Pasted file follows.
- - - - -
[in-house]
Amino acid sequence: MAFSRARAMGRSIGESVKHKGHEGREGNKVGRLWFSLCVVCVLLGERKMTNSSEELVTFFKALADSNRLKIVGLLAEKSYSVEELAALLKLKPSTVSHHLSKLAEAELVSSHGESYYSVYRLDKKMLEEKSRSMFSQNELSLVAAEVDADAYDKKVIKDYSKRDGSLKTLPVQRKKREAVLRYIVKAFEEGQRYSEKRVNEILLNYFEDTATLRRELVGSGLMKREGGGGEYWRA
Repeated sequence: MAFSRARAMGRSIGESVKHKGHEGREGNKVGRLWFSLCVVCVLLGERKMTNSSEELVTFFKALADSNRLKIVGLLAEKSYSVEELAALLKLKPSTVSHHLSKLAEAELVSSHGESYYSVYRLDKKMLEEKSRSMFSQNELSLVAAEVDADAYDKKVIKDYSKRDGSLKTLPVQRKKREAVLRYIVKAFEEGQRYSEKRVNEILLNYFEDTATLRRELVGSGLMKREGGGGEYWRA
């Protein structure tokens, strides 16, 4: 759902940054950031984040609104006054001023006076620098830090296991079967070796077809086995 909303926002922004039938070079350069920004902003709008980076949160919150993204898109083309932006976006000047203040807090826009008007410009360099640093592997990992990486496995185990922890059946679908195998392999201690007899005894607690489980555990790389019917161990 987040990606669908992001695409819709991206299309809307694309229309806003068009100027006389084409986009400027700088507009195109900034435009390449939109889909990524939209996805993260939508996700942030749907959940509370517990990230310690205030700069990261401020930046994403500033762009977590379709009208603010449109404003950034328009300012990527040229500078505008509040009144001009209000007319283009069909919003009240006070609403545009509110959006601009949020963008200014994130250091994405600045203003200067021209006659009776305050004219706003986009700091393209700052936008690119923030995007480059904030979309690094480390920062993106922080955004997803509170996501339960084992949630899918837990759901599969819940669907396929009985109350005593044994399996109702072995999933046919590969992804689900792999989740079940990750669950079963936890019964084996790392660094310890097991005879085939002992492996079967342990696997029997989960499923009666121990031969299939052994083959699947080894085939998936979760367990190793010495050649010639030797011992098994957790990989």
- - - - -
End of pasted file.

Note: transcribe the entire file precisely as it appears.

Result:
[in-house]
Amino acid sequence: MAFSRARAMGRSIGESVKHKGHEGREGNKVGRLWFSLCVVCVLLGERKMTNSSEELVTFFKALADSNRLKIVGLLAEKSYSVEELAALLKLKPSTVSHHLSKLAEAELVSSHGESYYSVYRLDKKMLEEKSRSMFSQNELSLVAAEVDADAYDKKVIKDYSKRDGSLKTLPVQRKKREAVLRYIVKAFEEGQRYSEKRVNEILLNYFEDTATLRRELVGSGLMKREGGGGEYWRA
Repeated sequence: MAFSRARAMGRSIGESVKHKGHEGREGNKVGRLWFSLCVVCVLLGERKMTNSSEELVTFFKALADSNRLKIVGLLAEKSYSVEELAALLKLKPSTVSHHLSKLAEAELVSSHGESYYSVYRLDKKMLEEKSRSMFSQNELSLVAAEVDADAYDKKVIKDYSKRDGSLKTLPVQRKKREAVLRYIVKAFEEGQRYSEKRVNEILLNYFEDTATLRRELVGSGLMKREGGGGEYWRA
């Protein structure tokens, strides 16, 4: 759902940054950031984040609104006054001023006076620098830090296991079967070796077809086995 909303926002922004039938070079350069920004902003709008980076949160919150993204898109083309932006976006000047203040807090826009008007410009360099640093592997990992990486496995185990922890059946679908195998392999201690007899005894607690489980555990790389019917161990 987040990606669908992001695409819709991206299309809307694309229309806003068009100027006389084409986009400027700088507009195109900034435009390449939109889909990524939209996805993260939508996700942030749907959940509370517990990230310690205030700069990261401020930046994403500033762009977590379709009208603010449109404003950034328009300012990527040229500078505008509040009144001009209000007319283009069909919003009240006070609403545009509110959006601009949020963008200014994130250091994405600045203003200067021209006659009776305050004219706003986009700091393209700052936008690119923030995007480059904030979309690094480390920062993106922080955004997803509170996501339960084992949630899918837990759901599969819940669907396929009985109350005593044994399996109702072995999933046919590969992804689900792999989740079940990750669950079963936890019964084996790392660094310890097991005879085939002992492996079967342990696997029997989960499923009666121990031969299939052994083959699947080894085939998936979760367990190793010495050649010639030797011992098994957790990989």